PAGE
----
Along with Australia’s infrastructure, housing affordability and environmental crises, increasing concerns about Australia’s social cohesion demand that Australia immediately lower its immigration intake back to a sustainable level, says William Bourke, the Dick Smith-endorsed Sustainable Population Party candidate in the North Sydney by-election.
“Australia is a tolerant nation with a rich history in migration. Our immigration policies shouldn’t be ethnically or religiously based, but they should be more rigorous and sustainable,” said Mr Bourke.
“According to a new report from the The Australian Population Research Institute, over the twentieth century Australia had an average permanent immigration intake of around 70,000 per year. This is the level to which Australia must immediately return. 70,000 per annum would set Australia for a population target of around 26 million people by 2050, instead of the current deeply unpopular target of 40 million.
“In the last ten years under the Liberal and Labor governments, with the support of their National and Greens partners, permanent immigration has been allowed to blow out to over 220,000 per year.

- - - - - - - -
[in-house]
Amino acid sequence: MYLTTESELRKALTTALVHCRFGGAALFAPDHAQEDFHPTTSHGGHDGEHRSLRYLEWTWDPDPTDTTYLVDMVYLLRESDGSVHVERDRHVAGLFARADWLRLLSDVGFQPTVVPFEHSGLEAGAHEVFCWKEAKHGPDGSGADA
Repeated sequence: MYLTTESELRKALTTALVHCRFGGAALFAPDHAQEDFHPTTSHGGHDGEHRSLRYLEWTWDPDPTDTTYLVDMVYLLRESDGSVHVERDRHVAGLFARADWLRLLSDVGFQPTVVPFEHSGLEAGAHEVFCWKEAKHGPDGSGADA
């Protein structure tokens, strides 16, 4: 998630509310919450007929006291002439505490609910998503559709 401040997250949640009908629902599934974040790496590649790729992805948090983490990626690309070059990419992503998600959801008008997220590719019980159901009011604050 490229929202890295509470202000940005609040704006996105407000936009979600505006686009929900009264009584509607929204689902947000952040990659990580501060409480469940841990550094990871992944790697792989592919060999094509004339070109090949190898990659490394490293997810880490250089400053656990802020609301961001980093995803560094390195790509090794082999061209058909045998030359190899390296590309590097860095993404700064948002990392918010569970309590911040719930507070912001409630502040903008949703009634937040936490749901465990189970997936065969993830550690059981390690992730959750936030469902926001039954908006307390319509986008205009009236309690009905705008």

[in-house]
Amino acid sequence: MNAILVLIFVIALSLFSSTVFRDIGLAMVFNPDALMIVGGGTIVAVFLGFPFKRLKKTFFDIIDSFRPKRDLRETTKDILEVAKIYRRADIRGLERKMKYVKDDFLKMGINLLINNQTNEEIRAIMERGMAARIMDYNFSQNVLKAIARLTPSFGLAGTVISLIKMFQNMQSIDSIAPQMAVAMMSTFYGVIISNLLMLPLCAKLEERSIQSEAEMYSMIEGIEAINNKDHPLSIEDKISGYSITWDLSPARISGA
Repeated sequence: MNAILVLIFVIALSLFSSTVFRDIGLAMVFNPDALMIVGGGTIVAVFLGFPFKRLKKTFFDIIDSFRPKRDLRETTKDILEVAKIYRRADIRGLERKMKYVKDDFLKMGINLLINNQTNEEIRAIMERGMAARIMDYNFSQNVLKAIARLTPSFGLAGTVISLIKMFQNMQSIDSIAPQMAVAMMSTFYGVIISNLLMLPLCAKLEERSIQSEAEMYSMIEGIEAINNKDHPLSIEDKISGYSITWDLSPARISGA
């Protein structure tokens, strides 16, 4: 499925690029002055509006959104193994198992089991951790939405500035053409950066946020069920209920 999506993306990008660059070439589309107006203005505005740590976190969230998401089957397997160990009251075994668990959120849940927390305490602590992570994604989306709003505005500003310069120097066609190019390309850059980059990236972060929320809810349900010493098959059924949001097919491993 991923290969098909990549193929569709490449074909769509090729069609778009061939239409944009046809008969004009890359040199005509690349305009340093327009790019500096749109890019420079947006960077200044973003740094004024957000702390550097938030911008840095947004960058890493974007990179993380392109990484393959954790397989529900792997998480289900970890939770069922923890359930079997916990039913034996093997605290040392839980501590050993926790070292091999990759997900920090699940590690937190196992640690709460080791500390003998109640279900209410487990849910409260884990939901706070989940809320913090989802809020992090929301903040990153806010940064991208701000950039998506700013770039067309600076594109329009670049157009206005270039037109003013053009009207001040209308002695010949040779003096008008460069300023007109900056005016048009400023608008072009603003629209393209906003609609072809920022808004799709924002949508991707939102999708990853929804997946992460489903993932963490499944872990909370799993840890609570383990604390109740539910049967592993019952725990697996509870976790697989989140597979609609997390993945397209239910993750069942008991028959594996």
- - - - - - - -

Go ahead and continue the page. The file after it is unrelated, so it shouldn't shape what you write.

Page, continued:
“Community concerns about infrastructure, housing affordability and environmental degradation – and increasingly Australia’s social cohesion - demand an immediate lowering back to the long term sustainable average, so that we can manage the immigration intake much more carefully.
“Importantly, lowering our annual immigration intake from the current 220,000 down to the long term average of 70,000 would free up overwhelmed Department of Immigration resources to devote to more intensive screening, integration and resettlement support services for each migrant. This will return us to a position in which migrants maximise their quality of life and contribution to Australia, whilst integrating with our common basic values including tolerance and gender equality.
“In order to protect Australia from extreme anti-immigration groups, and preserve the integrity of Australia’s migration program, we need to immediately address immigration numbers and bring them back to the twentieth century average level.
“For a sustainable Australia, our immigration program needs to be better, not bigger.” said Mr Bourke.